The GDPR is a European Union privacy statute that effects businesses worldwide, not just businesses in Europe. If your database contains one record on an EU citizen, you’re subject to GDPR. Article 83 says that violations are subject to fines of 20,000,000 EUR or 4% of revenue, whichever is higher.
If you want to use personal data for any purpose other than what it was collected for, and you do not have the consent of each individual, the data must be de-identified, or in the language of the GDPR, pseudonymised.
Article 6 says that
Where the processing for a purpose other than that for which the personal data have been collected is not based on the data subject’s consent … the [data] controller shall … take into account … the existence of appropriate safeguards, which may include encryption or pseudonymisation.
Pseudonymisation is defined in Article 4 as
the processing of personal data in such a manner that the personal data can no longer be attributed to a specific data subject without the use of additional information, provided that such additional information is kept separately and is subject to technical and organisational measures to ensure that the personal data are not attributed to an identified or identifiable natural person.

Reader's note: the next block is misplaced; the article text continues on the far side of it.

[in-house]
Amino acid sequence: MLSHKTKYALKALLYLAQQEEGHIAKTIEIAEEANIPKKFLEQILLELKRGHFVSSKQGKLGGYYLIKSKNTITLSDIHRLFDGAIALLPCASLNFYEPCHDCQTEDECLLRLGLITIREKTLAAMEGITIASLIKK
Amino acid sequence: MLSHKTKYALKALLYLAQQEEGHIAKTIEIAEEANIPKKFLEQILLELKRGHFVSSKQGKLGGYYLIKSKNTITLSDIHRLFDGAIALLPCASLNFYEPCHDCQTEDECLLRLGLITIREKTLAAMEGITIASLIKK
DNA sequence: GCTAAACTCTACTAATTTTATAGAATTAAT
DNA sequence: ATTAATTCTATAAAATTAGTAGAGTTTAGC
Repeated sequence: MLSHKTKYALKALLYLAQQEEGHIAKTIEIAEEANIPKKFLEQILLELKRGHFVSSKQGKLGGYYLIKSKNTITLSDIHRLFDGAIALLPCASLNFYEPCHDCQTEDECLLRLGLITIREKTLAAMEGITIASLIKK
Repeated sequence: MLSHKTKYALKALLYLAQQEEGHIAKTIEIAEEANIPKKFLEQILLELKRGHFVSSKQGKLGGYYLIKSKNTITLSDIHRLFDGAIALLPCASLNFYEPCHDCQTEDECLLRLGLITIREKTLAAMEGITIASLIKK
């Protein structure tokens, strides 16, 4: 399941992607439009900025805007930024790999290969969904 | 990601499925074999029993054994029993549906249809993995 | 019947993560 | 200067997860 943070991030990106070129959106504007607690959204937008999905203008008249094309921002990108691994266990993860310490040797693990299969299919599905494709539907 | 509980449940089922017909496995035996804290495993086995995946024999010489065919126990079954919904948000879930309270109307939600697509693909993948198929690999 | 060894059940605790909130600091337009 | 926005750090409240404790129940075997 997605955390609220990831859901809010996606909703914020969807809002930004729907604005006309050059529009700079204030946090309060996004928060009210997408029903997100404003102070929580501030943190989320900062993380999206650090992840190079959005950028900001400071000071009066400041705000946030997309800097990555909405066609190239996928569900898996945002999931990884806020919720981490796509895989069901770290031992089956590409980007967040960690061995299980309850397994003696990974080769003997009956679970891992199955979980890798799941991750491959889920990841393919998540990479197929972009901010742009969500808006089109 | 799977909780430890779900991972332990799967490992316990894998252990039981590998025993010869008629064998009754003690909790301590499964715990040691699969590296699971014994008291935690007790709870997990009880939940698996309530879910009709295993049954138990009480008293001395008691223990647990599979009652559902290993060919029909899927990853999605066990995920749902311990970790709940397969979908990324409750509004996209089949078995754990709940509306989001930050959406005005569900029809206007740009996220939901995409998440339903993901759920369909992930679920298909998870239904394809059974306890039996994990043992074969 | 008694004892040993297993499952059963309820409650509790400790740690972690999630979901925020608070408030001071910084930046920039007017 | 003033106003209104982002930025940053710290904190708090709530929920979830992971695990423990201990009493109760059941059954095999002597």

The concept of pseudonymisation in European law is analogous to de-identification in US law.
If you would like help determining to apply pseudonymisation effectively while retaining the usefulness of your data, please call or email to set up a time to discuss your data.
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